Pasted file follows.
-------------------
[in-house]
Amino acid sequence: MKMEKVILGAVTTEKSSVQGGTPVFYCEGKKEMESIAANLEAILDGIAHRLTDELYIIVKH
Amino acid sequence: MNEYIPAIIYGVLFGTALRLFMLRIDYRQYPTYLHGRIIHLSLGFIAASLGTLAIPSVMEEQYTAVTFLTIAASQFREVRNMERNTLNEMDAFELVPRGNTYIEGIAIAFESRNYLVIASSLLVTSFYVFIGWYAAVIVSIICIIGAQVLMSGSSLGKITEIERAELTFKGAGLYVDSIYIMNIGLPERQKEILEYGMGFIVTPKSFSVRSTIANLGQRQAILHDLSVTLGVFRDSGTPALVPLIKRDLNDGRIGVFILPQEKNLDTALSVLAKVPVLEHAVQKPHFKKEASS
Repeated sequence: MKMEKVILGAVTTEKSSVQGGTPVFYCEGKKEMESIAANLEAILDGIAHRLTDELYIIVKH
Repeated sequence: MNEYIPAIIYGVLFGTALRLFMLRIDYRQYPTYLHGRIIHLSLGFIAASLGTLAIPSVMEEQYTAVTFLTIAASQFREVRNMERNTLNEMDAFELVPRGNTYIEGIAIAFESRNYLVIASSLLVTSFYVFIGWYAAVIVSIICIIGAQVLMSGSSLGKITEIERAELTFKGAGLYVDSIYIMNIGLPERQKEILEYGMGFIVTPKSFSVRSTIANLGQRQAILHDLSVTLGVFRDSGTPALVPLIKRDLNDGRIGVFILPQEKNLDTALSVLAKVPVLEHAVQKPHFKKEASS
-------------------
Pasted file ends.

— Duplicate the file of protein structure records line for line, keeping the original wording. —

[in-house]
Amino acid sequence: MKMEKVILGAVTTEKSSVQGGTPVFYCEGKKEMESIAANLEAILDGIAHRLTDELYIIVKH
Amino acid sequence: MNEYIPAIIYGVLFGTALRLFMLRIDYRQYPTYLHGRIIHLSLGFIAASLGTLAIPSVMEEQYTAVTFLTIAASQFREVRNMERNTLNEMDAFELVPRGNTYIEGIAIAFESRNYLVIASSLLVTSFYVFIGWYAAVIVSIICIIGAQVLMSGSSLGKITEIERAELTFKGAGLYVDSIYIMNIGLPERQKEILEYGMGFIVTPKSFSVRSTIANLGQRQAILHDLSVTLGVFRDSGTPALVPLIKRDLNDGRIGVFILPQEKNLDTALSVLAKVPVLEHAVQKPHFKKEASS
Repeated sequence: MKMEKVILGAVTTEKSSVQGGTPVFYCEGKKEMESIAANLEAILDGIAHRLTDELYIIVKH
Repeated sequence: MNEYIPAIIYGVLFGTALRLFMLRIDYRQYPTYLHGRIIHLSLGFIAASLGTLAIPSVMEEQYTAVTFLTIAASQFREVRNMERNTLNEMDAFELVPRGNTYIEGIAIAFESRNYLVIASSLLVTSFYVFIGWYAAVIVSIICIIGAQVLMSGSSLGKITEIERAELTFKGAGLYVDSIYIMNIGLPERQKEILEYGMGFIVTPKSFSVRSTIANLGQRQAILHDLSVTLGVFRDSGTPALVPLIKRDLNDGRIGVFILPQEKNLDTALSVLAKVPVLEHAVQKPHFKKEASS